Newswise — Young adults who increased their use of social media were significantly more likely to develop depression within six months, according to a new national study authored by Dr. Brian Primack, dean of the College of Education and Health Professions and professor of public health at the University of Arkansas.
Compared with participants who used less than 120 minutes per day of social media, for example, young adults who used more than 300 minutes per day were 2.8 times as likely to become depressed within six months.
The study, which will be published online Dec. 10 and is scheduled for the February 2021 issue of the American Journal of Preventive Medicine, is the first large, national study to show a link between social media use and depression over time.
"Most prior work in this area has left us with the chicken-and-egg question," said Primack. "We know from other large studies that depression and social media use tend to go together, but it's been hard to figure out which came first. This new study sheds light on these questions, because high initial social media use led to increased rates of depression. However, initial depression did not lead to any change in social media use."
In 2018, Primack and his colleagues at the University of Pittsburgh sampled more than 1,000 U.S. adults between 18 to 30. They measured depression using the validated nine-item Patient Health Questionnaire and asked participants about the amount of time they used social media on platforms like Facebook, Twitter, Reddit, Instagram, and SnapChat. Their analyses controlled for demographic factors like age, sex, race, education, income and employment, and they included survey weights so the results would reflect the greater U.S. population.
"One reason for these findings may be that social media takes up a lot of time," said Dr. Cesar Escobar-Viera, assistant professor of psychiatry at the University of Pittsburgh and co-author on the study. "Excess time on social media may displace forming more important in-person relationships, achieving personal or professional goals, or even simply having moments of valuable reflection."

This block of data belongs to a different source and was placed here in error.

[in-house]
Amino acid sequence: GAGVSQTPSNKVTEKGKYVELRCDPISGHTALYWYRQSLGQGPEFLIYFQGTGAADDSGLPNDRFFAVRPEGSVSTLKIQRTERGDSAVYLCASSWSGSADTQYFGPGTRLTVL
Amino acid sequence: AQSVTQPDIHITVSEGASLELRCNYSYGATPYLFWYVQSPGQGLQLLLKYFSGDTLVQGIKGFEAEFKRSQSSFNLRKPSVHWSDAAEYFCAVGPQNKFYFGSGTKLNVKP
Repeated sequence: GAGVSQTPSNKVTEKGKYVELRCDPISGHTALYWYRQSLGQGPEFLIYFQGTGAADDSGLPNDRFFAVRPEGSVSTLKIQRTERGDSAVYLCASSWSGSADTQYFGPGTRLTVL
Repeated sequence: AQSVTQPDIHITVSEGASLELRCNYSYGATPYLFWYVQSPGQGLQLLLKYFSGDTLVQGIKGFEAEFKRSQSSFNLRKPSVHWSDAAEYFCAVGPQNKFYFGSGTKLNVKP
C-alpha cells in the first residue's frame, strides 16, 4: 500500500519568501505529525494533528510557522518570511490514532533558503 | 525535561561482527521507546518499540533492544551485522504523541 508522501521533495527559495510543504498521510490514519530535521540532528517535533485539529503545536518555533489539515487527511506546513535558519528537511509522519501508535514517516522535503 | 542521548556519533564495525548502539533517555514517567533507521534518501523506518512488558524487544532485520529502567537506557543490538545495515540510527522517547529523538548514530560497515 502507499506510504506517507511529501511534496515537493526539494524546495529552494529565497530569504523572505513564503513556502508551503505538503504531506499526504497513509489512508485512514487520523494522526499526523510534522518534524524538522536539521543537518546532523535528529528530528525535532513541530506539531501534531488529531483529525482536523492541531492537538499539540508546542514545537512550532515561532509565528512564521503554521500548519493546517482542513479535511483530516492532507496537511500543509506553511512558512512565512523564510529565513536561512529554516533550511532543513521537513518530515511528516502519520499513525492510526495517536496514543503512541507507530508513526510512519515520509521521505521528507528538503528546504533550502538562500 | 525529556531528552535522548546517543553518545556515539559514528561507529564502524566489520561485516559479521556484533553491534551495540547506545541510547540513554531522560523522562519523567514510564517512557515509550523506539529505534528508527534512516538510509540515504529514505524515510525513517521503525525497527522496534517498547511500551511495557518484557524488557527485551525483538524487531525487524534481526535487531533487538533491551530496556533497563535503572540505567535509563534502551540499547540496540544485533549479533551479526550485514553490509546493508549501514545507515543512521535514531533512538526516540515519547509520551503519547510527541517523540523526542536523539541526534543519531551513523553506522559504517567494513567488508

The authors suggest that social comparison may also underlie these findings.
"Social media is often curated to emphasize positive portrayals," said Jaime Sidani, assistant professor of medicine at the University of Pittsburgh and co-author of the study. "This can be especially difficult for young adults who are at critical junctures in life related to identity development and feel that they can't measure up to the impossible ideals they are exposed to."
The findings are of particular importance given that depression was recently declared to be the leading global cause of disability by the World Health Organization and accounts for more disability-adjusted life years than all other mental disorders.
"These findings are also particularly important to consider in the age of COVID-19," Primack said. "Now that it's harder to connect socially in person, we're all using more technology like social media. While I think those technologies certainly can be valuable, I'd also encourage people to reflect on which tech experiences are truly useful for them and which ones leave them feeling empty."
About the University of Arkansas: The University of Arkansas provides an internationally competitive education for undergraduate and graduate students in more than 200 academic programs. The university contributes new knowledge, economic development, basic and applied research, and creative activity while also providing service to academic and professional disciplines. The Carnegie Foundation classifies the University of Arkansas among fewer than 2.7 percent of universities in the U.S. that have the highest level of research activity. U.S. News & World Report ranks the University of Arkansas among its top American public research universities. Founded in 1871, the University of Arkansas comprises 10 colleges and schools and maintains a low student-to-faculty ratio that promotes personal attention and close mentoring.
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American Journal of Preventive Medicine